Three Phase + N Voltage Monitoring Relay combined with NO or NC power relay?

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Feb 5, 2024
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I would like your opinion on an issue that concerns me. I recently purchased a Carlo Gavazzi three-phase voltage monitor (overvoltage, undervoltage, phase sequence and Neutral loss), and I am a bit on a dilemma about which relay option is the right one to use. Should I use a relay with Normally Open (NO) contacts, operating continuously 24 hours a day, or should I use a relay with Normally Closed (NC) contacts, activating only when the voltage monitor detects a fault and keeping the installation disconnected? This will be installed to my house's main consumer unit.

I was considering the second option for prolonging the relay's lifespan and to have an almost zero energy consumption during normal operation since the relay's coil won't be continuously active. Additionally, this setup would potentially minimize the load on the output contacts of the voltage monitor. However, I am concerned about the reliability of this configuration. While most of the fault scenarios such as wrong phase sequence, over/undervoltage should be covered by both configurations, I'm not sure what would happen in the event of a loss of Neutral...Most likely, the relay's coil will only receive Line and with no Neutral it won't be able to energize the relay to disconnect the installation from the fault!

Your insights would be greatly appreciated.
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I think you have answered your own question. Only a permanently engaged relay can be guaranteed to release under a range of unknown fault conditions.
Requiring a relay to operate under unspecified supply fault conditions would require it to be on an auxiliary power source, such as a battery.
Just out of interest why do you need such protection on a house supply ? I assume you are not in UK as three phase domestic supplies are rare.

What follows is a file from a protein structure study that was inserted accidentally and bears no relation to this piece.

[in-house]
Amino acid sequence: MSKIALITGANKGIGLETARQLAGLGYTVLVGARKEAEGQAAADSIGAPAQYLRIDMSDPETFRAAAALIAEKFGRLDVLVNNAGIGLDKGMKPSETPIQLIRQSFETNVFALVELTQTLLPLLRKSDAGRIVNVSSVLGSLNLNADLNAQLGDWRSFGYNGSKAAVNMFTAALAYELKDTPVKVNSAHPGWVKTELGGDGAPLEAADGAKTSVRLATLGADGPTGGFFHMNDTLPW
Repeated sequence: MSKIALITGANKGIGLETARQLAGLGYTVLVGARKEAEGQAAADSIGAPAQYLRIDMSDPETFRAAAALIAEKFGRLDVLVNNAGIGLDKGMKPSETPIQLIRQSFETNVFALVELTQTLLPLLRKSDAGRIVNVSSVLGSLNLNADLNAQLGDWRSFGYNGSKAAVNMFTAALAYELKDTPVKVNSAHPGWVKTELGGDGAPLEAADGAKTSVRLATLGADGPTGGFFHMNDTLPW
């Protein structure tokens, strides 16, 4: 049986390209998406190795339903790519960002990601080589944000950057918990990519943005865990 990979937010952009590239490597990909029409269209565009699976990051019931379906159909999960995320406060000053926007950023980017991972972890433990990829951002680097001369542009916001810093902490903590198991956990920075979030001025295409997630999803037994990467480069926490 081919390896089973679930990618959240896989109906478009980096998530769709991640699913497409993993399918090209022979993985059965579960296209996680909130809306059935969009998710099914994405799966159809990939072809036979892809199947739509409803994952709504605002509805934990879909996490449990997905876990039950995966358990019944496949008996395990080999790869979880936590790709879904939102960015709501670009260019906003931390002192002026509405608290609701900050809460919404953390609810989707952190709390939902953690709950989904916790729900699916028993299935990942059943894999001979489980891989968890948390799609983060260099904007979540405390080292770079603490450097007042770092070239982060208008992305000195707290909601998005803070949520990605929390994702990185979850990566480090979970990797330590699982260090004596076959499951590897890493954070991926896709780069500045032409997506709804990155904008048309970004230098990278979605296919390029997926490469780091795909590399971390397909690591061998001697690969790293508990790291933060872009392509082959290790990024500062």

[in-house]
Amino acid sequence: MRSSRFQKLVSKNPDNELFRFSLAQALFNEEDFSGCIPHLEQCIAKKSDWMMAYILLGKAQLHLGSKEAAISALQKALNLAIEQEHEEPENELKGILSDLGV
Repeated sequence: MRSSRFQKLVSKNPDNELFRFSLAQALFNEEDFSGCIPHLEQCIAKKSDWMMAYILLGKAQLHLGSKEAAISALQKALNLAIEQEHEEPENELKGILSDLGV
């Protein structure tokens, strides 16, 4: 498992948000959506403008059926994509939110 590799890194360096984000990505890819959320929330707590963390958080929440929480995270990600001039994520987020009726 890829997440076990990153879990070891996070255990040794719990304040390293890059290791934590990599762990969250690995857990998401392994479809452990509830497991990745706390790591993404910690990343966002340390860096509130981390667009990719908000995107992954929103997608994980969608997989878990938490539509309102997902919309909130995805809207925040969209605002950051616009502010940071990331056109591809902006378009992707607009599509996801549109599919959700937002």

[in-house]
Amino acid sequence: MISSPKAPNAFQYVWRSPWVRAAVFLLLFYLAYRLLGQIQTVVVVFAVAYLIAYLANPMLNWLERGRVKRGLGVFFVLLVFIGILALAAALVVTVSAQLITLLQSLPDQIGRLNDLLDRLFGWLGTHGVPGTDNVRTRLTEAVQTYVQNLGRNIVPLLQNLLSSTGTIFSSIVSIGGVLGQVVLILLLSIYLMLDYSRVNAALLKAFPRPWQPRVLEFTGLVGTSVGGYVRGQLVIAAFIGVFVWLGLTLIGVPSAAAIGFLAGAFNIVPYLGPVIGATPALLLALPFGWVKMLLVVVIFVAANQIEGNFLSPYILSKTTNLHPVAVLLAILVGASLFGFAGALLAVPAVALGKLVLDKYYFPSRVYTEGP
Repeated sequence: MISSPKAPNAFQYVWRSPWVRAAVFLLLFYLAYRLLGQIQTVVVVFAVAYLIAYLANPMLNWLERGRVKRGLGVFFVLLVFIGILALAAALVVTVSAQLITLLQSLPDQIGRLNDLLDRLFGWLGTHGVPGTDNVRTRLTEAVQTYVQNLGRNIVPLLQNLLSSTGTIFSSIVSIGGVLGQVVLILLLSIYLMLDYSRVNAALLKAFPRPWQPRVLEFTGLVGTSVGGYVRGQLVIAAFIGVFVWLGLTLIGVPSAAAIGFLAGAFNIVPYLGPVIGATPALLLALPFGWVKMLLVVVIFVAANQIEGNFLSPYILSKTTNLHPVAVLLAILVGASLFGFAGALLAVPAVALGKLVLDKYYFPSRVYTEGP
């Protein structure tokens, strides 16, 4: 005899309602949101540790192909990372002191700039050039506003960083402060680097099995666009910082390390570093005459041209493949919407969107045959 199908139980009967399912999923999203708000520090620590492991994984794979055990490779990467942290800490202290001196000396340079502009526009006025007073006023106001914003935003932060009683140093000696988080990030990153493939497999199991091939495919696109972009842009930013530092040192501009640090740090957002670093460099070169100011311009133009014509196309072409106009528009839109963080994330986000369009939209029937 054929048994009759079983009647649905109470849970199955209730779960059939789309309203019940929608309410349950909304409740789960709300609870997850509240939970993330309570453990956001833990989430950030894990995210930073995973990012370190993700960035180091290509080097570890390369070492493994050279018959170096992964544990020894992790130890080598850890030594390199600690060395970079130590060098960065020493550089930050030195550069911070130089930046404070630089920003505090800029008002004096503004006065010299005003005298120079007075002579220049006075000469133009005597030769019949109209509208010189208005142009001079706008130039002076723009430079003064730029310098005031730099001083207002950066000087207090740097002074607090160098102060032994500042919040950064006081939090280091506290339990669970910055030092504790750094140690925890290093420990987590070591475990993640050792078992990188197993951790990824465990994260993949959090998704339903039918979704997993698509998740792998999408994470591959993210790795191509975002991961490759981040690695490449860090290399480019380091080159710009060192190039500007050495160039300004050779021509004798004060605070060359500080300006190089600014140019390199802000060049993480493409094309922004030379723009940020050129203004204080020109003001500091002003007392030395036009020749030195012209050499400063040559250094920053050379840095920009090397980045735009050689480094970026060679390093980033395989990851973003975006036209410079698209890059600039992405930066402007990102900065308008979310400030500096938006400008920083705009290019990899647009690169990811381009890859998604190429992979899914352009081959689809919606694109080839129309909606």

Thanks for the reply Geoff1946. I'm actually based in Athens Greece. The reason for the installation of such protection device is mainly to have it as an extra layer of protection combined with a surge protection device that I'll be installing as part of an electrical installation upgrade. It is not uncommon for 3-phase installations losing the Neutral (either due to a connection becoming loose or due to an external fault). I've seen it happening twice in the past 3 or so years and typically it ends up destroying mainly electronic devices and A/C main circuit boards due to the loss of Neutral, so I thought it as a good practice to have one installed just in case. I too considered the option for an auxiliary power source but quickly dismissed it due to being complicated, requiring maintenance, an inverter, etc. So, it looks like the most reasonable option is to use a suitable NO relay and hope for the best.
I recently purchased a Carlo Gavazzi three-phase voltage monitor (overvoltage, undervoltage, phase sequence and Neutral loss)
you will need more parts ,like a 3 phase contactor the same size as the main switch of the consumer unit, otherwise you will not be able to cut the supply to the consumer unit you will also need a reset switch
@binky, regarding low voltage instances here in Greece it depends. In mainland Greece and in all of the major city centers it is rare. However, on the islands it is more frequent particularly during high load periods during the summer. This is particular worse for houses located far from the transformer. The loss of neutral situation is not something that happens often, but considering the expensive damage it can cause to equipment it is something that makes sense to have as an additional protection. Occasionally, some well informed customers actually ask us about voltage monitoring relays. ;)
@poni. Yes the relay should be rated at least the same rating as the main switch of the consumer unit (40A in my case). The reset switch is not needed as the voltage monitor has automatic reset once the fault condition is not present. Though, there are relays with auxiliary bypass switches.
A NC contactor would not work if you are wanting to disconnect in the event of a phase failure, you might loose the phase/a phase thats powering the coil and it wouldn't be able to energise in a fault situation.

Also, Rather than a contactor pulled in all the time, you could consider an MCCB with a undervolt release, cut the power to the UVR and the MCCB will trip, only problem is that it will require manual intervention to reset, however if you are in an area with a bit of a rubbish supply, the fact that its off until you have assertained what is going on might be a plus point. No good if you spend a lot of time away from home and come back to a defrosted freezer though!

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